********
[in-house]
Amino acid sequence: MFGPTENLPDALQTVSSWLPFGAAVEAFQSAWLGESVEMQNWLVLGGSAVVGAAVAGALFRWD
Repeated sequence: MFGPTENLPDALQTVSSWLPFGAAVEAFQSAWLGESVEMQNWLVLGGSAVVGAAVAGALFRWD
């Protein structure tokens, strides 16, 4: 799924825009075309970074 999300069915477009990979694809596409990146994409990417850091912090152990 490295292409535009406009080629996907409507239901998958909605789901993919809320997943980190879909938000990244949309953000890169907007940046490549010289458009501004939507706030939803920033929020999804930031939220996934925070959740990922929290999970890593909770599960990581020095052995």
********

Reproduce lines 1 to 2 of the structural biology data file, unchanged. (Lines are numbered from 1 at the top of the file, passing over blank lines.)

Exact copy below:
[in-house]
Amino acid sequence: MFGPTENLPDALQTVSSWLPFGAAVEAFQSAWLGESVEMQNWLVLGGSAVVGAAVAGALFRWD